Other gains will come about as the Bay Program pursues its agenda for nutrients. For example, areas of nutrient concern will be identified for further reductions under a directive signed last year by the Executive Council. These could be either areas that fall short of the 40 percent goal, or areas where more effort is needed. Either way, they will bring additional reductions. And when the Northern Virginia and Patapsco facilities come on line with nutrient reduction in 2002 and beyond, it will “free up” the removal capacity at Blue Plains and Back River being used as an interim offset for these facilities.
We will also benefit from other source reductions. At present, air deposition accounts for more than 20 percent of the nitrogen entering the Chesapeake. Major reductions in emissions from power plants and other stationary sources are scheduled for the next decade. And while air sources were left out of the formula of “controllable sources” drawn up for the 40 percent reduction goal in the early ’90s, it is clear that current knowledge needs to be factored into our decisions related to maintaining the nutrient cap.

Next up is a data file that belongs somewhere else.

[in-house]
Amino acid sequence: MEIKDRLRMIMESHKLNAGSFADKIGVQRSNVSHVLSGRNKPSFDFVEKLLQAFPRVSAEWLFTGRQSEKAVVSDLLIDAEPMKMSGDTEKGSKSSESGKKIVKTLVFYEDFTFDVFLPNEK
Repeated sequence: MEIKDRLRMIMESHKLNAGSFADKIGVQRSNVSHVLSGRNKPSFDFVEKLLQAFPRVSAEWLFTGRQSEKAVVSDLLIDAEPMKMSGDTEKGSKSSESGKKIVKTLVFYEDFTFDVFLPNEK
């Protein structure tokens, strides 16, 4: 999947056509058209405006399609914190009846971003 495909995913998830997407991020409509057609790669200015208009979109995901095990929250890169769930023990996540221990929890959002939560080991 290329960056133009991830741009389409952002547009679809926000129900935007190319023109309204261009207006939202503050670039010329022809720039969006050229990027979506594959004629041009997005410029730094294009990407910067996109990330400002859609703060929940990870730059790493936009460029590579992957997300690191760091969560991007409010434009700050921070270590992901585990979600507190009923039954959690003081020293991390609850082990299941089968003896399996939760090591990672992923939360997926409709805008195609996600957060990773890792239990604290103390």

Finally, there are gains anticipated in nutrient reduction from new stormwater permits that are being issued to cities and large facilities. While these are intended to deal with more than nutrients, the measures likely to be required will result in nutrient benefits.
A final consideration in all this is new technologies. As was shown by the reaction to last summer’s pfiesteria outbreaks in Eastern Shore tidal rivers, there are a great many ideas under development to deal with nutrients at all levels — from preventing their introduction to reducing their impacts to removing their effects. As these technologies mature, they may provide additional help in maintaining the cap, although it would be foolish to lay all our hopes on this solution.
So there are clearly a plethora of “puts” and “takes” in store for the Chesapeake watershed after 2000. The question is how are we to deal with them. Some sort of agreed-upon accounting system seems to be a “must.”
Beyond that arise questions of how to keep the “puts” and “takes” in the system in balance. Should this involve some sort of allocation system? Should it involve trades, as is done more and more to hold the caps on air pollution? Should it be incentive or market-based? Do we need some sort of exchange or bank to keep the books and handle the exchanges?
These are all tough questions. But failure to deal with them raises even more serious ones. Are we prepared to squander the efforts of the last 15 years because we failed to think through how we will maintain our gains? Or will we get the gray matter stirred up and figure this one out?